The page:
Home > Columns > CRM Columns

The 10 Metrics that Matter Most for Social CRM


Presented By: HP

Presented by HP Enterprise Services 


How does your organization know if investments in Social CRM are paying off? How do decision-makers determine if they should invest more in customer engagement activities based on social media? What should you measure to create a business case for continued or increased funding for social initiatives? The following metrics will help you quantify the social business outcomes that really matter:


1. Social media leads. Track web traffic breakdowns from all social media sources, and chart the top few sources over time.


2. Engagement duration. For some companies, engagement duration is more important than page views. For example, if you have a Facebook application, how much time are social network members spending using it? Is per-member usage increasing over time? If people visit your company websites from social media sites, how much time are they spending there, and which pages do they visit?


3. Bounce rate. Are visitors coming to your site from social media sites but quickly leaving? Maybe your landing page needs better, more relevant copy. Maybe the information the visitors are seeking isn’t easily found.


4. Membership increase and active network size. This is the portion of your company’s social network (e.g., Twitter, Facebook) that actively engages with your social media content (e.g., Tweets, Facebook pages, etc.) Are your collective members, followers, fans, and network growing, and do they interact with your content?


5. Activity ratio. How active is your company’s collective social network? Compare the ratio of active members vs. total members, and chart this over time. There’ll always be some social network members who are inactive, but if you initiate a campaign to increase interaction, measure the results. Activity can be measured in a variety of ways, including usage of social applications.


6. Conversions. You want social network members to convert into subscriptions, sales (direct or through affiliates), Facebook application use, or whatever other offerings you have in your overall sales funnel that can be directly or indirectly monetized. (e.g., Subscriptions to a weekly e-newsletter can be monetized by giving other companies access to your list for advertising.) Measure all types of conversions, and chart them over time.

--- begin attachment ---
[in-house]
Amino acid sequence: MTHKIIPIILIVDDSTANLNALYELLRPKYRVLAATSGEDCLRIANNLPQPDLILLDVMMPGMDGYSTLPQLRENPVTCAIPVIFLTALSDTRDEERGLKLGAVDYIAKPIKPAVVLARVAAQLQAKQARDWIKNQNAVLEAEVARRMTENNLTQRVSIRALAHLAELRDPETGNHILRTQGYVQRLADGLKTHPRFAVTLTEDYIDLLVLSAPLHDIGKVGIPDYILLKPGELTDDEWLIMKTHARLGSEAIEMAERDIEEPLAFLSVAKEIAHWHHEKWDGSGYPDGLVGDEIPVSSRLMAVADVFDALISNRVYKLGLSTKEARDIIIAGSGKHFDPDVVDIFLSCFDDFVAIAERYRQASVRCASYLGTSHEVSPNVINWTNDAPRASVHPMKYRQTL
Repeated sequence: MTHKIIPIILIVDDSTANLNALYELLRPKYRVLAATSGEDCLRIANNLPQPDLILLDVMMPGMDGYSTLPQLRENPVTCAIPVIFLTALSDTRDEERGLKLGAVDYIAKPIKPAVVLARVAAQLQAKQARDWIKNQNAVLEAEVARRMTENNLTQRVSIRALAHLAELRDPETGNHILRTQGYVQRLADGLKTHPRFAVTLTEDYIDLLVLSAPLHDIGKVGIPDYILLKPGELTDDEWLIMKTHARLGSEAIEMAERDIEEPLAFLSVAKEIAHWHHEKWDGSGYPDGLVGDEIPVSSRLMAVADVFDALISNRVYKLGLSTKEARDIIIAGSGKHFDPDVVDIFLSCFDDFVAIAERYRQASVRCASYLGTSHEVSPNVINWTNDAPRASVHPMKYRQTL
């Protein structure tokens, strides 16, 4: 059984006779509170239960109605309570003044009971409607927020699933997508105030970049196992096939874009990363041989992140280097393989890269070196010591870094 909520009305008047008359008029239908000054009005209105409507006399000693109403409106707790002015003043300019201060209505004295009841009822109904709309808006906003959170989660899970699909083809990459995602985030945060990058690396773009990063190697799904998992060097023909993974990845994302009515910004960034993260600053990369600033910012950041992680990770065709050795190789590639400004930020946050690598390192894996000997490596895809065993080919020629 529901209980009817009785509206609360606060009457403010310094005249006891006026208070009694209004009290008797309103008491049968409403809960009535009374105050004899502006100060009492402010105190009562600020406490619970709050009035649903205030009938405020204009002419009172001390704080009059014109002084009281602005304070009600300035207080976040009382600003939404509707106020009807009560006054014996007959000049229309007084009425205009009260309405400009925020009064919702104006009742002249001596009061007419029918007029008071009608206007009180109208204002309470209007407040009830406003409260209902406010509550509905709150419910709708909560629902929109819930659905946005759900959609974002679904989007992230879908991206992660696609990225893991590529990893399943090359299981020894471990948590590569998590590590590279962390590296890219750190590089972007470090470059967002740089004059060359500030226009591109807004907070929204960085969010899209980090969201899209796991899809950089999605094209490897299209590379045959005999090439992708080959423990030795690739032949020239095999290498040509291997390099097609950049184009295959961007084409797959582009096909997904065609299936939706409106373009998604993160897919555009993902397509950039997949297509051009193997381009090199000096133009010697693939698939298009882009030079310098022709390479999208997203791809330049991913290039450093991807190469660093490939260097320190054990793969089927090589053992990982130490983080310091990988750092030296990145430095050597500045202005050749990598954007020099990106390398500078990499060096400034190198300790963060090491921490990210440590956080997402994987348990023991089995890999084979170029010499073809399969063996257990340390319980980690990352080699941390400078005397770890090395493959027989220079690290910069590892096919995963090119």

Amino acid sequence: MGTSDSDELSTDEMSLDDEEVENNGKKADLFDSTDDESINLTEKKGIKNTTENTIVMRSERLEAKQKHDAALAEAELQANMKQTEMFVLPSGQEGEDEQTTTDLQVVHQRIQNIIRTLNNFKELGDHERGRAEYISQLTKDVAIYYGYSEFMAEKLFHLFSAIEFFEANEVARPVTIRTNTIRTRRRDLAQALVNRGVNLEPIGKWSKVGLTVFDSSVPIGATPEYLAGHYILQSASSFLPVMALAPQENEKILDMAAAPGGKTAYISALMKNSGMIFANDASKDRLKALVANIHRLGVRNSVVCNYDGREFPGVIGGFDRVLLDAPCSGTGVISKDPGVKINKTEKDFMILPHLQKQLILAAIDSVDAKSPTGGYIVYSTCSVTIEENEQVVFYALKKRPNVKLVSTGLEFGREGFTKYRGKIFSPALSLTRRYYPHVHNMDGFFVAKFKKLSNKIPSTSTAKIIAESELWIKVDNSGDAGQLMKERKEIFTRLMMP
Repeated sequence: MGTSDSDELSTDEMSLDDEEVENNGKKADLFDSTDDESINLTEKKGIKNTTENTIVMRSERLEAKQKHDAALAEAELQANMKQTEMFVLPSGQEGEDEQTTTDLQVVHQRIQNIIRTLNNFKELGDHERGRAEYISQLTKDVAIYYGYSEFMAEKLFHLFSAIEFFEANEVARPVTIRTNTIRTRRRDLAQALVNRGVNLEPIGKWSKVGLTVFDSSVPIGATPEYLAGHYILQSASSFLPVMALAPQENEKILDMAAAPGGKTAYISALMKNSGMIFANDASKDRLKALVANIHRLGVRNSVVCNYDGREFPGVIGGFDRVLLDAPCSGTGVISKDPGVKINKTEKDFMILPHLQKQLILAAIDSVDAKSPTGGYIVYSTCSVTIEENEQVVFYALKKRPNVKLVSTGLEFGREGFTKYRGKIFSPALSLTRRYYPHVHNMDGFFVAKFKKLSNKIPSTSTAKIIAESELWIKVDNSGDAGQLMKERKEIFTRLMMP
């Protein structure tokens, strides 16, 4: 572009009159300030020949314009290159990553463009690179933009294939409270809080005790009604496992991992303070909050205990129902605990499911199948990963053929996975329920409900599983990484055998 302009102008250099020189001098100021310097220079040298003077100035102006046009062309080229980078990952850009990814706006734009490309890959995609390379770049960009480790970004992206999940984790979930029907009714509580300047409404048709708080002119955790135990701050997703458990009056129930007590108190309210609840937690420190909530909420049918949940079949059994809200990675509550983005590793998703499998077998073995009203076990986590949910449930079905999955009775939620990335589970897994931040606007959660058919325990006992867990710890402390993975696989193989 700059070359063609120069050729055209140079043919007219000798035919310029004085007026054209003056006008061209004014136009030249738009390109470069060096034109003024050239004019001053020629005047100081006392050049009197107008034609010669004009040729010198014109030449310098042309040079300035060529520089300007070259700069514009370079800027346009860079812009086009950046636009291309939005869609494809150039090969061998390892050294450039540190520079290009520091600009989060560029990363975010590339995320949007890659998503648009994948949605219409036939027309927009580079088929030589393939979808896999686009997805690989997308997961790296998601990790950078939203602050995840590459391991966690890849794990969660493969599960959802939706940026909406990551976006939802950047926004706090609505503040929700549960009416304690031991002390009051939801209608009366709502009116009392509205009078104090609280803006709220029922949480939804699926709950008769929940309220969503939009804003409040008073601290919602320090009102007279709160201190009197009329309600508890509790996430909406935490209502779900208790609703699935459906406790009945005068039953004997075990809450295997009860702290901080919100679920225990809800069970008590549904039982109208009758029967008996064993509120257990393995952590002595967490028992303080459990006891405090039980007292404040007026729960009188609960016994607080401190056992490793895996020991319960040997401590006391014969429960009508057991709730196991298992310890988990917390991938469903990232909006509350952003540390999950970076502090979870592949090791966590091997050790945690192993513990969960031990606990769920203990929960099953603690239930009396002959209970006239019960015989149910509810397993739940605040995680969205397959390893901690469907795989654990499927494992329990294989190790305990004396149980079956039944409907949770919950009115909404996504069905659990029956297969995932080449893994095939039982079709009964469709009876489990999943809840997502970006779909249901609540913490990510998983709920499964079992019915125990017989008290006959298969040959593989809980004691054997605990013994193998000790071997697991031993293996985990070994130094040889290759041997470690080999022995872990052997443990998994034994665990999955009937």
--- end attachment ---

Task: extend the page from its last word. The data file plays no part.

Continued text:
7. Brand mentions in social media. If you have a highly active social network, members should be talking about your company or the company’s brands. Measure and track quantities of both positive and negative mentions.


8. Loyalty. Are social members interacting in the network repeatedly, sharing content and links, mentioning your brands, and evangelizing? How many members reshare? How often do they reshare?


9. Virality. Social members might be sharing tweets and Facebook updates relevant to your company, but is this info being reshared by their networks? How soon afterwards are they resharing? How many friends of friends are resharing your links and content?


10. Blog interaction. Blogs are part of a social media marketing toolkit when you allow comments and interact with readers by responding. Encourage reader responses either directly in the comments section of blog posts, or via Twitter. (Use a blog widget that allows this.) If your blog’s content is suitable for social voting (Digg, Propeller, Mixx, etc.) or social bookmarking (Delicious, Stumbleupon) sites, install a blog plugin that displays the necessary sharing “buttons,” then track referrals back from those sites.


When it comes to implementing new metrics, remember that change management and organizational readiness are prerequisites.  The Social CRM leaders in your company need to have a clear vision for transformation, and they must assure that the insights gained from these metrics are communicated to those in the organization who can take action. This helps your organization make the most of its social initiatives, improve the customer experience, and increase revenue.